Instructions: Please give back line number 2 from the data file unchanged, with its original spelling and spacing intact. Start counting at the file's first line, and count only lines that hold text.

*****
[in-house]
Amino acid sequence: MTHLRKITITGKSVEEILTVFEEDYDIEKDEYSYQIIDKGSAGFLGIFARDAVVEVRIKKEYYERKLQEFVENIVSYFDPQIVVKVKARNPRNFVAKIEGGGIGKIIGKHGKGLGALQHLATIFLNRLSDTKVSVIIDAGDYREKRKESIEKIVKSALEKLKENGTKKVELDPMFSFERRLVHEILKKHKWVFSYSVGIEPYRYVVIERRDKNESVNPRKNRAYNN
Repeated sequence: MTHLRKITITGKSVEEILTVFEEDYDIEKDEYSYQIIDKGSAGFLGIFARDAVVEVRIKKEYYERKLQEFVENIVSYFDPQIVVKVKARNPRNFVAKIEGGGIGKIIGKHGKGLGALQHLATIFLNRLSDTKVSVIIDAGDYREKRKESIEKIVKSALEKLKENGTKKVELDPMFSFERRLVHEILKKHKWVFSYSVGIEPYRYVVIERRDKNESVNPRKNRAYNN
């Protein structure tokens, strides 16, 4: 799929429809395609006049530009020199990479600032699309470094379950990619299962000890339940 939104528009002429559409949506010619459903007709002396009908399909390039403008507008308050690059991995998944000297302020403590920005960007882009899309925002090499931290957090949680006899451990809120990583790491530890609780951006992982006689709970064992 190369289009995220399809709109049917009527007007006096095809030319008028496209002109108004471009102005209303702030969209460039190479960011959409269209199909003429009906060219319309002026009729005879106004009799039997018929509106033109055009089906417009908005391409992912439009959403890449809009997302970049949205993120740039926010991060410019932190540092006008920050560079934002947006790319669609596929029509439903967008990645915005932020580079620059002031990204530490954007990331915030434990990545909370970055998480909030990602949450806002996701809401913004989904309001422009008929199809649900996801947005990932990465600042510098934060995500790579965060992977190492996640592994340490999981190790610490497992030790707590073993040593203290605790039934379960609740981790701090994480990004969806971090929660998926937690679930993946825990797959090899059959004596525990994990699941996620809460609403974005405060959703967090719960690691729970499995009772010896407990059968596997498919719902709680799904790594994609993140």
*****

Amino acid sequence: MTHLRKITITGKSVEEILTVFEEDYDIEKDEYSYQIIDKGSAGFLGIFARDAVVEVRIKKEYYERKLQEFVENIVSYFDPQIVVKVKARNPRNFVAKIEGGGIGKIIGKHGKGLGALQHLATIFLNRLSDTKVSVIIDAGDYREKRKESIEKIVKSALEKLKENGTKKVELDPMFSFERRLVHEILKKHKWVFSYSVGIEPYRYVVIERRDKNESVNPRKNRAYNN